Studying Just Scapes
We’re using environmental justice analysis to study three European landscapes that are being transformed by climate change.
Our collaborative research across three different countries aims to increase our understanding of “just transformations” and the impact and fairness of climate-change policies in rural areas.
Governments across Europe are implementing policies that aim to mitigate, and adapt to, the effects of climate change. But not everyone feels that these policies are fair – particularly people living and working in rural areas.
Tensions can arise when environmental policies are seen to disproportionately affect low-income and rural households. A good example of this is the Gilets Jaunes Movement in France.
So, how can Europe balance environmental and social justice goals? This is the key question at the heart of the ‘Just Scapes’ project. To answer it, we’ll look at the effects of climate change itself, as well as how policies designed to address climate change can be fairer.
Funded by JPI Climate (SOLSTICE) for three years (2020–2023), ‘Just Scapes’ is taking place across three different sites:
Scotland: our UEA team is investigating a rewilding initiative in the deer-dominated Scottish Highlands. Run by Trees for Life, the project is called Affric Highlands. Despite covering more than 2,000 km2, the area being studied has a sparse population of around 2,300 people.
Czech Republic: our Czech team is examining how environmentally-oriented agricultural subsidies play out in practice. Their case site is the Slovácko and Valašsko region in South and East Moravia, known for its rolling fields.
France: our French team are interrogating the division of justice beliefs amongst two dominant communities in the Massat valley in the Pyrénées. Here, tensions between long-established cattle-farmers and new settlers can lead to conflict over such issues as tree cover and brown-bear populations.
Each team are implementing interdisciplinary research methods that have been designed to help us gain insight into how different stakeholders perceive environmental justice issues. These methods include semi-structured interviews, a large-scale survey and creative writing workshops with small groups at each site.
The findings from exploring environmental justice amongst these different communities will then help to inform a series of transdisciplinary, multi-stakeholder ‘Just Transformation Labs’. Linked to ongoing policy consultations in each of the three areas, these labs will involve shared visioning exercises to help develop manifestos for just landscape transformations.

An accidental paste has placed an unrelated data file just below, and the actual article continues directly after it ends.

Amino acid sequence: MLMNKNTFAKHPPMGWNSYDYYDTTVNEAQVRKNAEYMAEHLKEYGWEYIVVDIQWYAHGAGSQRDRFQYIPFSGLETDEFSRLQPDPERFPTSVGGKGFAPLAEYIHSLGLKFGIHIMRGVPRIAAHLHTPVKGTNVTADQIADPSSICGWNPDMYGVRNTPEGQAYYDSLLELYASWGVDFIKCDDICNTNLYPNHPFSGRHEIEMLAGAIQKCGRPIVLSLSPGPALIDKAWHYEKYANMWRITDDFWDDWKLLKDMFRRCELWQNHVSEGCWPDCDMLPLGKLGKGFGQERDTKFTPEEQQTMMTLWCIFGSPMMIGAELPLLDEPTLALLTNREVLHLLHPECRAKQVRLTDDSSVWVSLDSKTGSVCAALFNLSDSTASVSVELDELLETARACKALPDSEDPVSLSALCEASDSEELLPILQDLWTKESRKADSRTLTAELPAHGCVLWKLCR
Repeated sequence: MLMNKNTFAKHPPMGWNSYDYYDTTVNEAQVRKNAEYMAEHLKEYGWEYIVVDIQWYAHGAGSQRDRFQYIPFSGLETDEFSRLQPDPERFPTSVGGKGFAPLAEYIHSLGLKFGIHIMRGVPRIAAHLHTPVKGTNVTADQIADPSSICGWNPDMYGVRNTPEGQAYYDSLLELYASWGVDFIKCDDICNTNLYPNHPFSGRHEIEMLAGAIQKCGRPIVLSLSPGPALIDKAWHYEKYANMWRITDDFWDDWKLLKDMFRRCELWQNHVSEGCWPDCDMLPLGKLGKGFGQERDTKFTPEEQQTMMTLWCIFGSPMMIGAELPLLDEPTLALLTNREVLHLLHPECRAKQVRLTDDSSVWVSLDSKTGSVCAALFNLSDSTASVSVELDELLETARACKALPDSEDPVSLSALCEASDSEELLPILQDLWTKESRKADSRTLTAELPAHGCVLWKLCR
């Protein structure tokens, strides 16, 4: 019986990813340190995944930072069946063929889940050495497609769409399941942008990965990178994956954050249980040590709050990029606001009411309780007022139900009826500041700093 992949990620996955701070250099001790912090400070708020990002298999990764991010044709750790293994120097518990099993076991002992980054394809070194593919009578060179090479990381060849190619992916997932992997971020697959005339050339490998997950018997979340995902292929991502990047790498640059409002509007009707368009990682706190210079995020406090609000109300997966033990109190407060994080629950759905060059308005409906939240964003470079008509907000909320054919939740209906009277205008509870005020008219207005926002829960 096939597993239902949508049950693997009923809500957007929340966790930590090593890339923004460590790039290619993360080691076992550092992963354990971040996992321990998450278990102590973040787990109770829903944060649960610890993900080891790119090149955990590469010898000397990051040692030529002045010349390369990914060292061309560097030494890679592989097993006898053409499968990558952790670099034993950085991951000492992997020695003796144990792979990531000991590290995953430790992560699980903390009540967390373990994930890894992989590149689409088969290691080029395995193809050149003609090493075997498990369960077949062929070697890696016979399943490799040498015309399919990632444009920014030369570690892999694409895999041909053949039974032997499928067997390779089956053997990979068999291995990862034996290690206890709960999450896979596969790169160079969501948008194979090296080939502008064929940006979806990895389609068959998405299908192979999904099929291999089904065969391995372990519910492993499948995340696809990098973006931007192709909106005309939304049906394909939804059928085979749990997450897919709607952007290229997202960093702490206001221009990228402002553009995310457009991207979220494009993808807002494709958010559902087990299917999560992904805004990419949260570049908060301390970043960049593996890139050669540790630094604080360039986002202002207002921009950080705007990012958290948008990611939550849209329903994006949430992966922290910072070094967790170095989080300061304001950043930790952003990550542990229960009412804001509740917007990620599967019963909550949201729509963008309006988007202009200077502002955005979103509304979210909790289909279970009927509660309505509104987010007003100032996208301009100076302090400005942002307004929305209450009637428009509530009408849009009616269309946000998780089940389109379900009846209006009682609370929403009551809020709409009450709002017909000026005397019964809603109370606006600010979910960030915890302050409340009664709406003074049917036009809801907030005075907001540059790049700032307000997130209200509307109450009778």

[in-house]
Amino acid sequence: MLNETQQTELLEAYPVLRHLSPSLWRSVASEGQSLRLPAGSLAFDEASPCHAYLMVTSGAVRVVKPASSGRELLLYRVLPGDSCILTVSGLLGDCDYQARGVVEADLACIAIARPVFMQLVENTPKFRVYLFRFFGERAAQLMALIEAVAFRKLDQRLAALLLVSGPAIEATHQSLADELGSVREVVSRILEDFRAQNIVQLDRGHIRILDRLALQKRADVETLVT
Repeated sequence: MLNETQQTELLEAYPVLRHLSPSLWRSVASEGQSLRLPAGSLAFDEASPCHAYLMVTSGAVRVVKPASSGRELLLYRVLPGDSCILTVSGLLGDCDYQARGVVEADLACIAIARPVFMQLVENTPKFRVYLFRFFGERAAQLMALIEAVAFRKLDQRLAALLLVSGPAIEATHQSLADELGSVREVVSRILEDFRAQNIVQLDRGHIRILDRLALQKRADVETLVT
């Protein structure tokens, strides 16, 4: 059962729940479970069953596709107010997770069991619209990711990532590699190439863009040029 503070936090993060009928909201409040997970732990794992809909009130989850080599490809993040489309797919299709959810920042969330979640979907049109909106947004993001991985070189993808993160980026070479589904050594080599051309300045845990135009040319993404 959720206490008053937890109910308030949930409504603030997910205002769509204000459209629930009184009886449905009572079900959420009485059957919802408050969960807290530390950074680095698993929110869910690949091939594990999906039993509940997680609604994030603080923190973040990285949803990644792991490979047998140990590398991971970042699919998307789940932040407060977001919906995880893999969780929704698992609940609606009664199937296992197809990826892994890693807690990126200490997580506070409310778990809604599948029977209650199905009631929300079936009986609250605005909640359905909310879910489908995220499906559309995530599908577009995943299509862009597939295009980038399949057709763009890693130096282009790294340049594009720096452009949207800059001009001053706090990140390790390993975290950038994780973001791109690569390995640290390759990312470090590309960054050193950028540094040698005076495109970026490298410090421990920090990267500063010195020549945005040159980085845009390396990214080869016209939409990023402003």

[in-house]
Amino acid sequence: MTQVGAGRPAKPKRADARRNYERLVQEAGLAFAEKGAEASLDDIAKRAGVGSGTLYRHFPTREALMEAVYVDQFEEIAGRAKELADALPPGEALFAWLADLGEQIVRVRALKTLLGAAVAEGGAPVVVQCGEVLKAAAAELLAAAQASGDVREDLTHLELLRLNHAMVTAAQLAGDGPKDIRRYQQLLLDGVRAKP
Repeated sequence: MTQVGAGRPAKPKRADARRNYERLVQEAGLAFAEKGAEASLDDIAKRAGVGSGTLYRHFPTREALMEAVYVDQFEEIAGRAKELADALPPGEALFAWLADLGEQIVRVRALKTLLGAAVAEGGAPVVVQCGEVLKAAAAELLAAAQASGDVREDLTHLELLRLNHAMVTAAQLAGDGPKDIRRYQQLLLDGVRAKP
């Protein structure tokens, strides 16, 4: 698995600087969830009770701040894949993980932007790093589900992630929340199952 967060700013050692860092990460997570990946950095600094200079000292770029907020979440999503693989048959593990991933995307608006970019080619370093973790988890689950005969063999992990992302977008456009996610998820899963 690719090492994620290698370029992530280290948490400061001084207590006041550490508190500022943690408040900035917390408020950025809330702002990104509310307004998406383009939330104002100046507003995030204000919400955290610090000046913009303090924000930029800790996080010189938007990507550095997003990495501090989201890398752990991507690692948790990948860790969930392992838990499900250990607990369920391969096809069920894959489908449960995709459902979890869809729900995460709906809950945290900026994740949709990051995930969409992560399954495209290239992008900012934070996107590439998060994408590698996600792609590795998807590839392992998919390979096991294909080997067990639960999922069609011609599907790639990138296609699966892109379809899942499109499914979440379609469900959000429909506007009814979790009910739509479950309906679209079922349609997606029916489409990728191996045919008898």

‘Just Scapes’ seeks to directly benefit the locations and local communities in the Czech Republic, France and Scotland. Moreover, we also want the project to offer insights, methodologies and resources to contribute to the wider conversation on proposed rural land-use climate actions.
Our findings will be shared with policy and academic networks to improve policy development and promote scientific and social impacts, both nationally and internationally.
Alongside working with local organisations and communities, our interdisciplinary and transdisciplinary team is made up of researchers from four institutions across three countries:
ESPOL – the European School of Political and Social Sciences (Lille, France)
The Global Change Research Institute (Czech Globe) – part of the Czech Academy of Sciences (Prague, Czech Republic)
INRAE – the French National Research Institute for Agriculture, Food and the Environment (across France)
UEA – the University of East Anglia (Norwich, UK).
As well as all being experts in environmental issues, the team brings together knowledge from a diverse range of fields, including geography, psychology, political science, futures studies and creative writing.
A Professor of Environment & Development at UEA’s School of International Development, Prof Martin is co-ordinating the ‘Just Scapes’ project. In particular, he is involved with the literature review and the Scottish case study.
The former Director of our Global Environmental Justice Group, Prof Martin is a trained social scientist who specialises in interdisciplinary research that informs the management of natural resources in developing countries.
“At the heart of this project are interdisciplinary and participatory research methods that involve working closely with local communities and non-academic partners to identify transformative responses to climate change that are also considered to be socially just.” – Professor Adrian Martin
A Professor of Creative Writing at our School of Literature, Drama and Creative Writing, Prof McNeil will lead the delivery of the creative writing workshops in the three communities, working alongside local writers.
Prof McNeil is an award-winning literary writer who has written extensively about the environment and climate change. She sits on the Internal Leadership Group of ClimateUEA and leads the research pillar ‘Developing resilience through climate narrative’.
“Writing is a potent way to explore what we really think and feel, as well as an opportunity to imagine new possibilities. I’ve had the pleasure to teach writing workshops to groups and communities in many different parts of the world and am excited to be able to contribute to such forward-looking interdisciplinary research.” – Professor Jean McNeil